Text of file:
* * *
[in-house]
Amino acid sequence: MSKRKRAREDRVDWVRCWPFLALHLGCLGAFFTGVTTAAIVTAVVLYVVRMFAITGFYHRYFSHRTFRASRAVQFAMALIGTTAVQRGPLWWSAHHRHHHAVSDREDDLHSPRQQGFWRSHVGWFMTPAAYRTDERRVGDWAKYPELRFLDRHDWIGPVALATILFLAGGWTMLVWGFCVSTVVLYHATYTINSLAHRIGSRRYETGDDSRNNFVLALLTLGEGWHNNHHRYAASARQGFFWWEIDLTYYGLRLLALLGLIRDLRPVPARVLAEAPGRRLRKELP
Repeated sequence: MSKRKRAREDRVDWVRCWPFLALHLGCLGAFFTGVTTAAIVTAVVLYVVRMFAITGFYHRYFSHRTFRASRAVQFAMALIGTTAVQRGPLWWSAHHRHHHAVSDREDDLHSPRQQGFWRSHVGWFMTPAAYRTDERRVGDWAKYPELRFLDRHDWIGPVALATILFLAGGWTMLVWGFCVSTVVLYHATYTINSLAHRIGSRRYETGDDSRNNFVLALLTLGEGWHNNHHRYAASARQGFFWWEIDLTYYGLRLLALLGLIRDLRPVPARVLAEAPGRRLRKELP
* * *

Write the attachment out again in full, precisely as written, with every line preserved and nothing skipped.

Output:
[in-house]
Amino acid sequence: MSKRKRAREDRVDWVRCWPFLALHLGCLGAFFTGVTTAAIVTAVVLYVVRMFAITGFYHRYFSHRTFRASRAVQFAMALIGTTAVQRGPLWWSAHHRHHHAVSDREDDLHSPRQQGFWRSHVGWFMTPAAYRTDERRVGDWAKYPELRFLDRHDWIGPVALATILFLAGGWTMLVWGFCVSTVVLYHATYTINSLAHRIGSRRYETGDDSRNNFVLALLTLGEGWHNNHHRYAASARQGFFWWEIDLTYYGLRLLALLGLIRDLRPVPARVLAEAPGRRLRKELP
Repeated sequence: MSKRKRAREDRVDWVRCWPFLALHLGCLGAFFTGVTTAAIVTAVVLYVVRMFAITGFYHRYFSHRTFRASRAVQFAMALIGTTAVQRGPLWWSAHHRHHHAVSDREDDLHSPRQQGFWRSHVGWFMTPAAYRTDERRVGDWAKYPELRFLDRHDWIGPVALATILFLAGGWTMLVWGFCVSTVVLYHATYTINSLAHRIGSRRYETGDDSRNNFVLALLTLGEGWHNNHHRYAASARQGFFWWEIDLTYYGLRLLALLGLIRDLRPVPARVLAEAPGRRLRKELP